They're always on call when we need their help, but now, they're asking for some help of their own.
Volunteer firefighters statewide are asking the legislature to restore funding that was cut in the last legislative session, cut from $30 million dollars annually to $18.5 million under the House Appropriations Bill. West Carlisle Fire Chief Tim Smith said he's not sure where the rest of that money, generated by a surcharge on property insurance, is actually going.
"That money is earmarked for volunteer fire departments, per the state statute," Smith said. "So, I think they hold that money and help balance the state budget by keeping that in the coffers, and we need to pull that back out. We need to distribute those funds as they were intended."
"We fought a war about taxation without representation. This is taxation with misrepresentation."
State Representative David Simpson of Longview proposed a budget amendment that would restore funding levels. He said firefighters' needs should be a top priority.
"I think the budget is the most important bill of the session. It's the only bill we have to pass, and I think it's important that we to continue to rid it of any gimmicks," Simpson said. "One gimmick is using dedicated funds for other purposes. Putting volunteer fire fighters ahead of the bingo police, and the Texas Commission on the Arts, and economic development and tourism, is a step in the right direction. Using their dedicated funds for the purpose of which it was dedicated."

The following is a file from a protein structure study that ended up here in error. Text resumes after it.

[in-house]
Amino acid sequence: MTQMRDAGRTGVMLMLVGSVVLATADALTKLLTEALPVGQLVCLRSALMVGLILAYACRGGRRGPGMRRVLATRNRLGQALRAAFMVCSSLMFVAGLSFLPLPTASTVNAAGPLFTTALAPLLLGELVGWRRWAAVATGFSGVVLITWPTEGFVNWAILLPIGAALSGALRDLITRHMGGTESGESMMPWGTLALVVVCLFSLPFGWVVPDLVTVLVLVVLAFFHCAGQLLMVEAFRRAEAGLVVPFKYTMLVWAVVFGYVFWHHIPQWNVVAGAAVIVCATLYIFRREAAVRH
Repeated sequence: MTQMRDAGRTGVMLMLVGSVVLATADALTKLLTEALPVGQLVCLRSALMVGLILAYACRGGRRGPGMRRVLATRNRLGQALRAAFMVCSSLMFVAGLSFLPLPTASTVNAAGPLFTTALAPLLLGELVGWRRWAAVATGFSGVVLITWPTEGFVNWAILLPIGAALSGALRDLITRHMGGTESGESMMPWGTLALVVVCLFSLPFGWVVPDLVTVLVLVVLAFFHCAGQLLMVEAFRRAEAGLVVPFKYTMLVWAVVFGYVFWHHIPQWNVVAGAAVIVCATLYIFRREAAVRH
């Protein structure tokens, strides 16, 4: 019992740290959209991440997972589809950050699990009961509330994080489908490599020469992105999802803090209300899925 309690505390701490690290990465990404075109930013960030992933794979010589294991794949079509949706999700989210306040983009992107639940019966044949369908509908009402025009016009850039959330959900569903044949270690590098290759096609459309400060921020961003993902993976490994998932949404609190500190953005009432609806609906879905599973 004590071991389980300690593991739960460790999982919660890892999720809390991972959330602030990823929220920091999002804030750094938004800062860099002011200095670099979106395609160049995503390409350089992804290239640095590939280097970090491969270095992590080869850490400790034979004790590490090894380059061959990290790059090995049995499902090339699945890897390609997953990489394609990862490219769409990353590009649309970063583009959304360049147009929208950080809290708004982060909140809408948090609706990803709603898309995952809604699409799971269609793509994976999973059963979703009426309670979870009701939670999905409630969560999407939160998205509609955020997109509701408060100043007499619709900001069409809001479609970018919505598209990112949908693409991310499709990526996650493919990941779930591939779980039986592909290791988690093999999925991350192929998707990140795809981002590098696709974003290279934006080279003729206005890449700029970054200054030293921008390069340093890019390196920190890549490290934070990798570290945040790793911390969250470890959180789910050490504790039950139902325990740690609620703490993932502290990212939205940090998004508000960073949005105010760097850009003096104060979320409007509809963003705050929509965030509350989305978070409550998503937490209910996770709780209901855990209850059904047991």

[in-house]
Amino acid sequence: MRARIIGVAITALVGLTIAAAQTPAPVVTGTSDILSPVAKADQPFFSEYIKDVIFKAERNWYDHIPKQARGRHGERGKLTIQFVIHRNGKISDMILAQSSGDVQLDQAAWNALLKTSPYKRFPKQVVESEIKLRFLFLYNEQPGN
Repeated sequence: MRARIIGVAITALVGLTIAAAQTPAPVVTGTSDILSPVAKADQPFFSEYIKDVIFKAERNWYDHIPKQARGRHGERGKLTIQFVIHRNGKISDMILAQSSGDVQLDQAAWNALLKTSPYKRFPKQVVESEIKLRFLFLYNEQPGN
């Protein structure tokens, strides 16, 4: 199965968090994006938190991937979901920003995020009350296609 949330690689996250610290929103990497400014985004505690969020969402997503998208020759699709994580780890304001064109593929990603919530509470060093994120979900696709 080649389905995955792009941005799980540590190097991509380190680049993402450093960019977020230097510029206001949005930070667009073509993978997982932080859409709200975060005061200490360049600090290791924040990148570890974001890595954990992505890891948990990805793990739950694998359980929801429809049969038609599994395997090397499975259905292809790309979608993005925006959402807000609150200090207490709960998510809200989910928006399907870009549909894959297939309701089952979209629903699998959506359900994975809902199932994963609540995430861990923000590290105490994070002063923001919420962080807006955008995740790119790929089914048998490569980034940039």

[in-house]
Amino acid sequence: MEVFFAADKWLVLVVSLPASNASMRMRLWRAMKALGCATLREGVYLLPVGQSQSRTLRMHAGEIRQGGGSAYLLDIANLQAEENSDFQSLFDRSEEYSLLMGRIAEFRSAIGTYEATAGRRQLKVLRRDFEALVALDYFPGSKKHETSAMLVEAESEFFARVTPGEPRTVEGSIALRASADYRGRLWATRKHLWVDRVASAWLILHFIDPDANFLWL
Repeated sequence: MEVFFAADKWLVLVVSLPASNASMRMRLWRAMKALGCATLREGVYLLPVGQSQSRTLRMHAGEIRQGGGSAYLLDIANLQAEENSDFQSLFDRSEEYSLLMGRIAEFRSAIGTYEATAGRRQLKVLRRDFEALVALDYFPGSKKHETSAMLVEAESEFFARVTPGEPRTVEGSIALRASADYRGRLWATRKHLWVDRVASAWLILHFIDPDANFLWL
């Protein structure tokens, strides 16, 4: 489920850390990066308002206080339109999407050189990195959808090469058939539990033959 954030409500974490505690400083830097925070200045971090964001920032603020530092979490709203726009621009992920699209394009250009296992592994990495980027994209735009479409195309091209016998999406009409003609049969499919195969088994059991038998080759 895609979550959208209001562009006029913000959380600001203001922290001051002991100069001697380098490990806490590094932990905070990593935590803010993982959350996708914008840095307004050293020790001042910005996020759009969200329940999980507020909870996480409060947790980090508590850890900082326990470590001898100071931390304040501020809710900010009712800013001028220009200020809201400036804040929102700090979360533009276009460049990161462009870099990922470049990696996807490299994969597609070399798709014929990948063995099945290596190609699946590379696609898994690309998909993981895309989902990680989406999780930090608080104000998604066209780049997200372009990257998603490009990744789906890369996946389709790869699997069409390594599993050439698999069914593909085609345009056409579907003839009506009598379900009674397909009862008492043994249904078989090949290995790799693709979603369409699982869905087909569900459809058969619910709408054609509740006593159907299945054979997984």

Smith said that funding is used for a number of things, including fire equipment, fire trucks themselves, and personal clothing items.
"About $4,000 to $5,000 is what it takes to outfit a firefighter from head to toe, that's from helmets to boots," Smith said. "And we need them home after every call. Injuries are always paramount to us, and we try to have a zero-injury rate around here, so personal protective equipment is what it takes."
Coming out of last year's drought and into active fire season, Smith said it's essential that volunteers are properly equipped.
"It's going to start picking up. It really will. We've had a minimum moisture year for the winter, so everything is tender dry, and one little spark will set it off on days like today," Smith said.
Although Simpson's amendments weren't approved by the House, he's optimistic that the conference committee appointed to look at the budget will get that money back where it is supposed to be. Under his proposal, Simpson would cut $19.5 million from economic development and tourism, $6.5 million from Commission on the Arts, and $1.4 million from bingo law enforcement compliance.